How to Build a 8×8 Storage Shed

shed plan 8x8The question of how to build a 8×8 storage shed starts with a good set of plans. Characteristics of good shed plans include a clear materials list and a comprehensive nailing schedule. The choice of materials, however, is often left up to the builder.

For instance, it is common for a set of shed plans to call for any number of 2x4s to frame the floor or serve as wall studs. The type of wood that makes up those boards is often not specified. Here is what you need to know to make the right choice.

Strong Spruce

Spruce, a light colored wood with a straight grain, is the wood of choice for most framing tasks such as rafters, trusses, studs and floor boards. It is ideal for these components because it can take a nail with relative ease and without splitting. It is lightweight yet very strong, so it is a standard material used throughout the construction industry.

 

Popular Pine

Like spruce, southern yellow pine is as familiar to building professionals as hammers and nails. It is also light in color but slightly darker than spruce. Where spruce is typically white, pine can range from a light straw yellow to a richer honey color.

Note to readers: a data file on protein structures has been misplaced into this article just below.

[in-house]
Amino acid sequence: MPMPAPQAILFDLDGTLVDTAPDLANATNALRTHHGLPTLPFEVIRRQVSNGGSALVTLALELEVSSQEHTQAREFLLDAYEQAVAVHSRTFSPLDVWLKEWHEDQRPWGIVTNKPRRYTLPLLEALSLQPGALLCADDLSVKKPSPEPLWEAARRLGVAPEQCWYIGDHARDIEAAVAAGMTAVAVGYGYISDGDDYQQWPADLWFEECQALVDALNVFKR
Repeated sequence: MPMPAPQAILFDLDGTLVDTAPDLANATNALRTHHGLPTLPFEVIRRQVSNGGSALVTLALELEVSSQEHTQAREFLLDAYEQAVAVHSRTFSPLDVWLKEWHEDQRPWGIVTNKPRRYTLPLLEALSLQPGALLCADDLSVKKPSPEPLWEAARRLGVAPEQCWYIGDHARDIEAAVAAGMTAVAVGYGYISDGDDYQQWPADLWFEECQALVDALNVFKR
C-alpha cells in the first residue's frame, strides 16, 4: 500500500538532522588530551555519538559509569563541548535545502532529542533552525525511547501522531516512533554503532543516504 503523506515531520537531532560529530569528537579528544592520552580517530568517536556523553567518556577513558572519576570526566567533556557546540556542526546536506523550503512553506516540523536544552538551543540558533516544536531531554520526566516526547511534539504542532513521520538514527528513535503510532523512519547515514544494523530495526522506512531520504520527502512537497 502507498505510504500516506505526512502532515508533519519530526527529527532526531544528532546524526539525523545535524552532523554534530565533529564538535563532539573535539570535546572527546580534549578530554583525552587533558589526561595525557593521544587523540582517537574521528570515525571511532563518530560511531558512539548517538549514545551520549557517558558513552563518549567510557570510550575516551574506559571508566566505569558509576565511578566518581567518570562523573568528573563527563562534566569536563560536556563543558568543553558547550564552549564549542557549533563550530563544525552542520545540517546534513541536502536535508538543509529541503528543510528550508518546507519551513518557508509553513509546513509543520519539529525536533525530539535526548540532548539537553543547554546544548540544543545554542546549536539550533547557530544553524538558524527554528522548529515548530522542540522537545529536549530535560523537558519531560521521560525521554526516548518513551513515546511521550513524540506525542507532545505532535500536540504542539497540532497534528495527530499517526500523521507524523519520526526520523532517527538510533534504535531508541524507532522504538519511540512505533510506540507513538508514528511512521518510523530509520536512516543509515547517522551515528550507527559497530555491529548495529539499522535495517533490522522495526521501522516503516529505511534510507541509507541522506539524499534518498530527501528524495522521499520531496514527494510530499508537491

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Builders like pine because it has very few knots and gives off very little resin. It is also fairly resistant to expansion in humid weather. Pine is most often found in roof boards like trusses and rafters as well as in the floors and some doors.

 

King Cedar

Cedar is a beautiful wood prized for its natural resistance to moisture, insects and overall decay. This material is a good choice for siding, shingles and door and window trim. It can also be used for wall studs and roof rafters, though this is rare as cedar is more expensive than spruce and pine.

 

If you have ever opened a cedar chest, you are familiar with the appealing yet pungent odor of cedar. Other characteristics of cedar include a rich red color and beautiful wood grain that weathers quite well. It is a light weight wood that is very stable and therefore suitable for construction. Cedar boards are not prone to warping, and it cuts both cleanly and evenly.

 

Unfortunately, the cost of the other components of the shed construction process prices many people out of the cedar market. For instance, applying for a building permit can run up to $100 depending on the municipality.

 

The silver lining to this cost is that the local building inspector is a good source for wood design values and other resources such as where to purchase boards sourced from area tree farms. The inspector will have no trouble provide regulations for an auxiliary structure like a shed.

 

Regardless of the wood chosen for a shed, it should be of a fine grain and free of open or loose knots in the boards. Keep that rule in mind when considering the best way how to build a 8×8 storage shed, and you will be on your way to success.